Jason at IIATMS has expanded his writing roster recently, and one of his additions is Larry, a lawyer/executive with significant experience in all matters relating to HGH and PED testing. Last night he wrote an extensive and quite entertaining Q&A regarding HGH testing, use and effects that is must-read material for anyone who tries to talk intelligently about this kind of stuff on the interwebs. There’s masses of scientific information-made-accessible in the post, but since I’m a big apologist and everything, this quote stuck out at me:
It seems that when it comes to anti-doping, perception is more important
than reality. The players perceive that HGH is performance-enhancing.
The fans perceive that HGH is performance-enhancing. The anti-doping
forces believe that they have a foolproof test to catch the athletes
using HGH. IN ALL LIKELIHOOD, NONE OF THESE PERCEPTIONS ARE TRUE. Yet
the perceptions takes on lives of their own. It seems likely that
baseball WILL go forward with some kind of HGH testing. The only
question is when.
Put that together with all of the difficulty Larry points out regarding the creation and implementation of HGH tests and you quickly realize that the discussion about HGH use in baseball is really more about politics than it is about performance enhancement.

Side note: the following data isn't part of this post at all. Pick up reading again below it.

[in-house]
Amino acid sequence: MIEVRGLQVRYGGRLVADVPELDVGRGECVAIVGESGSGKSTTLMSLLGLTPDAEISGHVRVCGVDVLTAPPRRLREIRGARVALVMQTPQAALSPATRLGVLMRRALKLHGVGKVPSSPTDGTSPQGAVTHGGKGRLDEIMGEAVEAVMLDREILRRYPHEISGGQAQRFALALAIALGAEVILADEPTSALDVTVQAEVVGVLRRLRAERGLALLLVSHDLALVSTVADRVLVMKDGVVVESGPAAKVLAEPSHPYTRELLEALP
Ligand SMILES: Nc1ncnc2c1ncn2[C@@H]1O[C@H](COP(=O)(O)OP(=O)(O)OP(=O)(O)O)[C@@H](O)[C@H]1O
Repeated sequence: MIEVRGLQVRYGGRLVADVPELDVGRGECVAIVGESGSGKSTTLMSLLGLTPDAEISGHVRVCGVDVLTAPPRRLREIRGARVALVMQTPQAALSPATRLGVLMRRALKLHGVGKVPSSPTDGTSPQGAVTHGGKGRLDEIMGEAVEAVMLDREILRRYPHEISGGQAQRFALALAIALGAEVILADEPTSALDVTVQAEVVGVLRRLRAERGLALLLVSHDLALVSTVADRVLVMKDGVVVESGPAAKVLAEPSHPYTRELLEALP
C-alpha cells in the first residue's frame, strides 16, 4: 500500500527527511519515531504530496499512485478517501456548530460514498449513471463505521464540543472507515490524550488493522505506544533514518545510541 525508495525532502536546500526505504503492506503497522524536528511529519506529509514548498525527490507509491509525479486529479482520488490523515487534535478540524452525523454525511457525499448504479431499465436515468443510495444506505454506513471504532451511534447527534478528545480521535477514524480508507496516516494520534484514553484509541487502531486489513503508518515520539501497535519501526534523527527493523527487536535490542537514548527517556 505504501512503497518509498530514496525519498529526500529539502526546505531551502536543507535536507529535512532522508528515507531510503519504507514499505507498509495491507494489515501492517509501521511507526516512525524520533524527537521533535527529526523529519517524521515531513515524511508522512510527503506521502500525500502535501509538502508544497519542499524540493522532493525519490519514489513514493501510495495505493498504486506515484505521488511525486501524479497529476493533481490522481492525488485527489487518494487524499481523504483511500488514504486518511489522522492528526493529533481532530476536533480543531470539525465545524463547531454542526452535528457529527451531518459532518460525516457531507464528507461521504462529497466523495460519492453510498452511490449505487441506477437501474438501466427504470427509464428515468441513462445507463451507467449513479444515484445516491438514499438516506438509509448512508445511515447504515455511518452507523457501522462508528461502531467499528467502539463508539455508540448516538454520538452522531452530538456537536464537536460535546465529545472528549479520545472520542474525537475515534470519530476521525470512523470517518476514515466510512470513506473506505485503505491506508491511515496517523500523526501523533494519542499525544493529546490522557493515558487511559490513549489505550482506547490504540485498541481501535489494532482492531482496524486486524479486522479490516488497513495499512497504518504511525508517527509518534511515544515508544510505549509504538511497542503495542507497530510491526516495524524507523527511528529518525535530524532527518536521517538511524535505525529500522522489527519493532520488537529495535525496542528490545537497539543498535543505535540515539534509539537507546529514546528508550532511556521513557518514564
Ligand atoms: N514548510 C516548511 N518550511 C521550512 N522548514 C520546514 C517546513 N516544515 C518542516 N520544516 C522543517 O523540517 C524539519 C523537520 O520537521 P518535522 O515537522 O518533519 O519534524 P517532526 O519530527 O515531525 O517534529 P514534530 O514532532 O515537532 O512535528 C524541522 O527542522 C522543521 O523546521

Infielder Brett Lawrie successfully avoided arbitration and signed a one-year contract with the White Sox on Friday, per a team announcement. FanRag Sports’ Jon Heyman added that the deal was for $3.5 million, significantly lower than the $4.125 million Lawrie was paid by the White Sox in 2016.
The White Sox acquired Lawrie last December in a swap for minor league arms Zack Erwin and J.B. Wendelken. After splitting time at second and third base for the Athletics in 2015, Lawrie slotted in at second base and DH for the White Sox and batted .248/.310/.413 with 12 home runs in 384 PA. While it’s strange to see a healthy, fairly productive player receive a salary reduction in arbitration, Lawrie missed nearly half of the season with a strain in his left hamstring, though he’s projected to return at full health by the start of the 2017 season.
Left-hander Brian Duensing signed a one-year, $2 million contract with the Cubs on Friday, per a report from FanRag Sports’ Jon Heyman.
The free agent spent the bulk of his 2016 season with the Orioles after receiving a call-up from Triple-A Norfolk in early June. He underwent elbow surgery several weeks later when a freak bullpen injury revealed cartilage chips and inflammation in his pitching elbow, but recovered to finish the season with a 4.05 ERA and 10 strikeouts in 13 1/3 innings for the club. The Orioles utilized him for a final out during the AL Wild Card game, during which Duensing recorded a five-pitch strikeout in the ninth inning of their 5-2 loss to the Blue Jays.
The 33-year-old is currently expected to bulk up the Cubs’ left-handed relief corps, with fellow left-hander Mike Montgomery slated for the rotation in 2017.